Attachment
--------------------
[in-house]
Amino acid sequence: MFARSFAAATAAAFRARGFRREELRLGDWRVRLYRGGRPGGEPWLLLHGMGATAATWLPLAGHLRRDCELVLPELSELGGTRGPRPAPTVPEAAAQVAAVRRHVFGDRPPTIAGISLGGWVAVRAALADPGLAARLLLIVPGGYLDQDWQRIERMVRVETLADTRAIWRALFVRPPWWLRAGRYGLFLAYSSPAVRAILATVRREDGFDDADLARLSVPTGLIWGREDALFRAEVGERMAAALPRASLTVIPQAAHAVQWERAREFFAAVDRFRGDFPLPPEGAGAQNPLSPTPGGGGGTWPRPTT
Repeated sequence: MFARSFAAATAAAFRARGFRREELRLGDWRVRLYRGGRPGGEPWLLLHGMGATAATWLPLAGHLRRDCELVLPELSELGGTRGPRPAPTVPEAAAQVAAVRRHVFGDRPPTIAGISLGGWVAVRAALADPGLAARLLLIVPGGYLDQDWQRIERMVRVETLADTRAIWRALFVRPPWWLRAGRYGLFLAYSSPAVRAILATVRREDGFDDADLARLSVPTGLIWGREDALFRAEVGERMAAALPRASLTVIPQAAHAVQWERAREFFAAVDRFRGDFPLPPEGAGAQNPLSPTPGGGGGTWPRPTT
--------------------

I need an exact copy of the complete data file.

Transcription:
[in-house]
Amino acid sequence: MFARSFAAATAAAFRARGFRREELRLGDWRVRLYRGGRPGGEPWLLLHGMGATAATWLPLAGHLRRDCELVLPELSELGGTRGPRPAPTVPEAAAQVAAVRRHVFGDRPPTIAGISLGGWVAVRAALADPGLAARLLLIVPGGYLDQDWQRIERMVRVETLADTRAIWRALFVRPPWWLRAGRYGLFLAYSSPAVRAILATVRREDGFDDADLARLSVPTGLIWGREDALFRAEVGERMAAALPRASLTVIPQAAHAVQWERAREFFAAVDRFRGDFPLPPEGAGAQNPLSPTPGGGGGTWPRPTT
Repeated sequence: MFARSFAAATAAAFRARGFRREELRLGDWRVRLYRGGRPGGEPWLLLHGMGATAATWLPLAGHLRRDCELVLPELSELGGTRGPRPAPTVPEAAAQVAAVRRHVFGDRPPTIAGISLGGWVAVRAALADPGLAARLLLIVPGGYLDQDWQRIERMVRVETLADTRAIWRALFVRPPWWLRAGRYGLFLAYSSPAVRAILATVRREDGFDDADLARLSVPTGLIWGREDALFRAEVGERMAAALPRASLTVIPQAAHAVQWERAREFFAAVDRFRGDFPLPPEGAGAQNPLSPTPGGGGGTWPRPTT